The present investigation examined the validity of calculating supramaximal power outputs using submaximal and maximal data in combination with data derived from a 30-s all-out sprint. The purpose of this investigation was to compare the between-subject variance in the times to exhaustion on a cycle ergometer using four different methods of supra-˙VO2peak power output prediction.

METHODS

Subjects. Ten male students of mixed athletic ability were recruited for this study. Subject characteristics are presented inTable 1. Participation was voluntary and without remuneration. Experimental procedures were approved by The University of Queensland Medical Research Ethics Committee prior to beginning the study. Before giving written consent, all subjects were fully informed of the study's purpose, possible risks, and the benefits of their participation. The study was conducted in accordance with the policy statements of the American College of Sports Medicine.

Pre-experimental testing. In the week prior to completing four rides to exhaustion, subjects undertook two 30-s all-out cycle sprints(separated by a recovery period of 1 h), one incremental submaximal ride, and one incremental ride to volitional fatigue. Subjects completed these tests in the same order and exercise was separated by at least 24 h. The 30-s sprints were performed on a calibrated, multigeared air braked cycle ergometer (South Australian Sports Institute - SASI, Adelaide, Australia) fitted with dropped handlebars, toe-clips/clipless pedals, adjustable seat pillar and head stem, and a racing saddle. The sprints were performed in a gear ratio which elicited 8.87 flywheel revolutions per pedal crank revolution; previous work had shown this gear ratio to optimize both peak power output (PPO) and mean power output(MPO) during a 10-s all-out test (2). Subjects warmed up for 5 min at approximately 150 W during which three short (2-3 s) all-out sprints were performed. Approximately 1 min after the warm-up, the subject positioned the crank in the starting position (45° above the horizontal) and then on the appropriate command (“GO”), pedaled maximally(all-out) for 32 s. The test was extended to 32 s to minimize any pacing in the latter stages which would affect MPO; however, data were collected for the first 30 s only. Software developed by SASI (Cycletest version 3.1b) was used to calculate and record PPO and MPO for each 30-s sprint; sampling occurred at 10 Hz. To ensure that the subject remained seated throughout the sprint, a harness was fitted to his waist and secured to the ground.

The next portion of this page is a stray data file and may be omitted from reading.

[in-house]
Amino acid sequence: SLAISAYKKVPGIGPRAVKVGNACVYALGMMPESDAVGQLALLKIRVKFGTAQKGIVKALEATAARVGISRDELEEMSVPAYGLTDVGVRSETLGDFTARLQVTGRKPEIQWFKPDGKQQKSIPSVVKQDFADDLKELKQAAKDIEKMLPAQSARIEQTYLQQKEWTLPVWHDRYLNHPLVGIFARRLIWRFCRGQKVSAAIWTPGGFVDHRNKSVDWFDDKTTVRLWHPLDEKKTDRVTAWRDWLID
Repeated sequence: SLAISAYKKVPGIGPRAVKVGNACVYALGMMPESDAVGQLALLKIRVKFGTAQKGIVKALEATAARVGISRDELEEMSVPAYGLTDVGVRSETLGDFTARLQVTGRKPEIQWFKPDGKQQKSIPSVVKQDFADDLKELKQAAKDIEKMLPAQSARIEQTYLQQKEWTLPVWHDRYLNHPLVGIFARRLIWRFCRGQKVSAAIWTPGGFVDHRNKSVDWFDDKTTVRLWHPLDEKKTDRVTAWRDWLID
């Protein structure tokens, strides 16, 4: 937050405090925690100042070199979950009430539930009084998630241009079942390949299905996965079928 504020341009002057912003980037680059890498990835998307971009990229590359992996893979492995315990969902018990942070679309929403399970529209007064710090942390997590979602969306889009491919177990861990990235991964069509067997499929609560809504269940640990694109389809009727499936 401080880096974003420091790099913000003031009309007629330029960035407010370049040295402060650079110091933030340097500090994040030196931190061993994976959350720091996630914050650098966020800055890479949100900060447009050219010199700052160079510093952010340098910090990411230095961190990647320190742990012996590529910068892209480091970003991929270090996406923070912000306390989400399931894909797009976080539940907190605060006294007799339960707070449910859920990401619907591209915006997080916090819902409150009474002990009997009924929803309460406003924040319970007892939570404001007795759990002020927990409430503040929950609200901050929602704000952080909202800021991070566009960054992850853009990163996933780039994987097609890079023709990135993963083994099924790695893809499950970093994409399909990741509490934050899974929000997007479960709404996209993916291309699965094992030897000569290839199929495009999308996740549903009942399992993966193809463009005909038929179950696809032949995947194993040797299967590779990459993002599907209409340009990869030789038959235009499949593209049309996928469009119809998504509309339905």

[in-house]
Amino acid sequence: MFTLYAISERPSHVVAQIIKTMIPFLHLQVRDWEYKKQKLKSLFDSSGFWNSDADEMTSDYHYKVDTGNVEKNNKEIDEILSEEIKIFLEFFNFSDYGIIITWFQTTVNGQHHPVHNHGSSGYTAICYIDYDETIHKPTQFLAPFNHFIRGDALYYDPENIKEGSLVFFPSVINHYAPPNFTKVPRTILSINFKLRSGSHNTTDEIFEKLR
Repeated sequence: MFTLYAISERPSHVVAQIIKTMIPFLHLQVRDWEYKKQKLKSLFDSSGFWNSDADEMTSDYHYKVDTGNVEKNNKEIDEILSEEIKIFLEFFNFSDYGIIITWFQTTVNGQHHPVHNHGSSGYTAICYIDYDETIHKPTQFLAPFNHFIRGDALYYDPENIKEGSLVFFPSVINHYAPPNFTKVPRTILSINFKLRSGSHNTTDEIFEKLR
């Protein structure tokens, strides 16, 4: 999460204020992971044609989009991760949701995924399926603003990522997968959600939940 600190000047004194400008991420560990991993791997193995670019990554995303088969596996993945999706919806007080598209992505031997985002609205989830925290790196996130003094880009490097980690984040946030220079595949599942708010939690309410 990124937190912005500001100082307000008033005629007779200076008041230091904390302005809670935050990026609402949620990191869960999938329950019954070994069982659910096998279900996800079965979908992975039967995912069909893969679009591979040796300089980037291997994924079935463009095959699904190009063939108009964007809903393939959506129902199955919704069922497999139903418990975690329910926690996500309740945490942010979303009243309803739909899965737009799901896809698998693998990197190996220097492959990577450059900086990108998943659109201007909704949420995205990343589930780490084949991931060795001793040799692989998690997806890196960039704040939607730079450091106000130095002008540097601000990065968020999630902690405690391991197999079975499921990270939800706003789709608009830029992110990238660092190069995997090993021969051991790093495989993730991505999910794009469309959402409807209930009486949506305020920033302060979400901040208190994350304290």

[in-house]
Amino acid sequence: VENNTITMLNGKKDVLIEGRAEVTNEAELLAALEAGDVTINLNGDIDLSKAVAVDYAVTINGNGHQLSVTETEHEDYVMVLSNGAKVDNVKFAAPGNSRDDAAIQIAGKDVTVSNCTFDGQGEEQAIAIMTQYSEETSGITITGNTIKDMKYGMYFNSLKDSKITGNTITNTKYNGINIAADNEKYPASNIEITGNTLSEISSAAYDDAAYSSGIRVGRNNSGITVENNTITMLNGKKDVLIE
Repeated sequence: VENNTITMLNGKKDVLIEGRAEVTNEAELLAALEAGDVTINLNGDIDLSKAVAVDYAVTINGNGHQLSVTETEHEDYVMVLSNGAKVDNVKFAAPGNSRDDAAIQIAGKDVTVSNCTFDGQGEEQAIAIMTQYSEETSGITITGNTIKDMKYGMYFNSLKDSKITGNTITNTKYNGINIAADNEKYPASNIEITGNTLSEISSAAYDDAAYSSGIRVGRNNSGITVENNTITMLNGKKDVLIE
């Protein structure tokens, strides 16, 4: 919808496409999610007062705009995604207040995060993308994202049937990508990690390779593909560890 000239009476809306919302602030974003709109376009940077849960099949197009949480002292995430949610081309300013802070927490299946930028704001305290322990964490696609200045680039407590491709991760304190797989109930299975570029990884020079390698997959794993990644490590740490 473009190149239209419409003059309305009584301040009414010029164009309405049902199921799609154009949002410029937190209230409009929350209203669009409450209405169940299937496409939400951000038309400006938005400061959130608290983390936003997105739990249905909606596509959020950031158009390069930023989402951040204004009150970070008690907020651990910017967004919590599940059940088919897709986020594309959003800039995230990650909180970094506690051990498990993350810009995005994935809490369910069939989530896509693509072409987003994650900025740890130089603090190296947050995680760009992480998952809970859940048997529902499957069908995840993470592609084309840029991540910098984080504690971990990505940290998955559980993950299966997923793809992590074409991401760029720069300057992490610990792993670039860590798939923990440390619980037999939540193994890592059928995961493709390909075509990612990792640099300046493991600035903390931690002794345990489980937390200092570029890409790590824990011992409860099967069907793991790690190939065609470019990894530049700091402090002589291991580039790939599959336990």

The submaximal and maximal rides were performed on an electrically braked cycle ergometer (Excalibur Sports, Lode, Groningen, The Netherlands). This ergometer was also fitted with dropped handlebars, toe-clips/clipless pedals, adjustable seat pillar and head stem, and a racing saddle. The submaximal ride consisted of six stages of 5-min duration; the initial power output was 115 W, and 30 W increments were imposed every 5 min. Cadence was self selected during the submaximal ride with the chosen cadence being repeated during the maximal ride.